Housing trends in the United States go through ebbs and flows, but the enduring draw of the historic brownstone or rowhouse seems to be omnipresent. Pre-war housing stock in and around New York City has made a big comeback in recent years, with many properties getting loving restorations fit for the 21st century.
Neighborhoods featuring this type of housing can seem plentiful, but where should a renter interested in the trusty brownstone settle? Our latest property comparison takes us first to Harlem and then to Jersey City’s Van Vorst section to see where the best deal can be had for their needs.
Our first listing is at Manhattan’s 29 Mount Morris Park West, which lies in the middle of a block of brownstones in Harlem’s Mount Morris Park neighborhood. A triplex featuring original mahogany double doors complemented by 12-foot ceilings with original moldings and woodwork, this 3-bedroom, 2.5-bathroom property was built in 1909.
Historic details of the property include original oak hardwood flooring, five immaculate yet intricately detailed fireplaces, and double-height windows complete with original shutters. The 3,000-square foot property is just steps from Marcus Garvey Park across the street, and Central Park’s northern entrance is 13 blocks south. The net rent at 29 Morris is $14,000/month, or about $56/square foot.
Transit-wise, the 2, 3 or 4, 5, 6 trains are both within easy walking distance and get you to World Trade Center in just over half an hour. A Whole Foods on 125th and Lenox Avenue is nearby, and that thoroughfare along with Malcolm X Boulevard provides the area with a mix of shopping that includes large stores like Staples, Marshalls, and an upcoming Bed Bath & Beyond. Local restaurants like Marcus Samuelsson’s Red Rooster, Sylvia’s, and Harlem Shake are also nearby.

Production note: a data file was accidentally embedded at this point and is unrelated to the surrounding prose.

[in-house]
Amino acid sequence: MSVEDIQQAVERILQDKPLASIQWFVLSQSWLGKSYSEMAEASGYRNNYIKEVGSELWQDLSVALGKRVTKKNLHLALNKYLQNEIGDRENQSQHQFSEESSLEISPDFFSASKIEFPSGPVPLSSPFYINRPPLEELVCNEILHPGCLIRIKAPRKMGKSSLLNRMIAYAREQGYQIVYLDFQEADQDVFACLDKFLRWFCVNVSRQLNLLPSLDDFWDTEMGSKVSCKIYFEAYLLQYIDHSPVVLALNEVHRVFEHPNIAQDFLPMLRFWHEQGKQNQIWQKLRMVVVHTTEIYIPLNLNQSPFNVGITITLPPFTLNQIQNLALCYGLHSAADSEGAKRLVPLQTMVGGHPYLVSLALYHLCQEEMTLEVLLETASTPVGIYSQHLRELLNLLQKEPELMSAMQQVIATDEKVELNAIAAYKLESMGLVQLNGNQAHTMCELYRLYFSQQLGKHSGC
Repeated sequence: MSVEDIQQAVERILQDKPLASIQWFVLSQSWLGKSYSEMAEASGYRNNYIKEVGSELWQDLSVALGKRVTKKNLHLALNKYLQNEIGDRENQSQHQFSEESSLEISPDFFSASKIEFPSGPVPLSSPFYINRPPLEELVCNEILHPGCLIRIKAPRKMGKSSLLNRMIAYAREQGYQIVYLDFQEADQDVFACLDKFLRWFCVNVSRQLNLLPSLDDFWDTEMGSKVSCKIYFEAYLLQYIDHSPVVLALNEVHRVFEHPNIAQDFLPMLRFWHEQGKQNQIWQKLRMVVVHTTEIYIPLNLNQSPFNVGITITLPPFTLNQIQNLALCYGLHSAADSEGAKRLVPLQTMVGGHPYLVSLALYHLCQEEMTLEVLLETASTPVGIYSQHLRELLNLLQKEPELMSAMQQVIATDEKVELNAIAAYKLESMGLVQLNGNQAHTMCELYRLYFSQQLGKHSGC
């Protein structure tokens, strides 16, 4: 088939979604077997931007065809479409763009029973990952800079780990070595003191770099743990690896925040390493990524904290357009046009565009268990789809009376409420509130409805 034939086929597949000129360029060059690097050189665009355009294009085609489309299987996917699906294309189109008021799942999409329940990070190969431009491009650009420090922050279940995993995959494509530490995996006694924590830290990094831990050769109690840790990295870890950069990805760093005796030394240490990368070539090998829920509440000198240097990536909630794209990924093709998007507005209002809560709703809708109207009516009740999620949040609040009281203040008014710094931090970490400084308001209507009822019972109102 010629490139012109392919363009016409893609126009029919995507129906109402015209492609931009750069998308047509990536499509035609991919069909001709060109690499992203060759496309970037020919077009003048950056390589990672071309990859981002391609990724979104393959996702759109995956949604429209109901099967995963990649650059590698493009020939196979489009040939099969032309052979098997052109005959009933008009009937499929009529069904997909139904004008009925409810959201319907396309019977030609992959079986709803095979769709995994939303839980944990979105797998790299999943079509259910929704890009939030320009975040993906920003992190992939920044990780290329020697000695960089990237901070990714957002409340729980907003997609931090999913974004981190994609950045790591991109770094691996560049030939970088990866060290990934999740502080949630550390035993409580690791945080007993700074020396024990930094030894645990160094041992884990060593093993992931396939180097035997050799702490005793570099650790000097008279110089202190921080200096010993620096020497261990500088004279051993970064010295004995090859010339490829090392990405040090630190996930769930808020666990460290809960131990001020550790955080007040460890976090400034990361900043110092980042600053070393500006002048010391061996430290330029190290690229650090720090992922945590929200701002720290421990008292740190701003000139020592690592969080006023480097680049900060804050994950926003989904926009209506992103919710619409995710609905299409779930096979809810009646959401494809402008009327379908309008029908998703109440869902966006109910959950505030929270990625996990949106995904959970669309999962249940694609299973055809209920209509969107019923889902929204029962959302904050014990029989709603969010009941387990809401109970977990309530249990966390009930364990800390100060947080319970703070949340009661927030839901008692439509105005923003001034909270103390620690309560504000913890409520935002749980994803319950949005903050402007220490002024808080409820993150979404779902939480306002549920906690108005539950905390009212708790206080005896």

Over in Jersey City, we find 1 Hampton Court in Downtown’s Van Vorst Park neighborhood. This corner lot property, which features windows on multiple sides for great natural light, was constructed in 1880, sports 5 bedrooms and 3.5 baths, totaling 3,015-square feet.
Painstakingly restored by Dixon Projects, historic details at Hampton Court include iron roof cresting and pinnacles, two Oriel windows, an elaborate cornice, three mansard roofs, and beautifully replicated historic tile work on the property’s roof gables. Hardwood floors highlight sleek stone mantels and one-of-a-kind built-in bar cabinetry, while a floor-through master suite at the home’s apex features a wall of oversized windows and a massive skylight.
Unlike 29 Morris, the Hampton Court property has a full backyard to enjoy (although a garden-level apartment with outdoor space can be rented at the former property for an extra cost). The net rent at the Jersey City property is $8,360/month, or about $33/square foot.
1 Hampton Court is just two blocks from Van Vorst Park and the same distance to the Grove Street PATH station, where trains get commuters to the World Trade Center in a 7-minute ride. Both Newark Avenue and Grove Street, two retail and restaurant corridors, are easily accessible by foot from the property and feature attractions like Barcade and eateries that include Talde from Top Chef’s Dave Talde.
Both properties in our comparison are similar in space and many factors go into picking a home, but the Van Vorst Park property is more than $20/square foot cheaper. Coupled with a shorter commute if you’re heading to Lower Manhattan, it represents an attractive option for those who want to explore life west of the Hudson.
With varying amenities and designs, both homes are stunning in their own right. Furthermore, proving more or less equivalent in size and bed/bath count, the final selling point for these homes is their location. Whether or not the lure of Harlem is enough to pay almost 67% more is a question only you can answer. Which would you choose?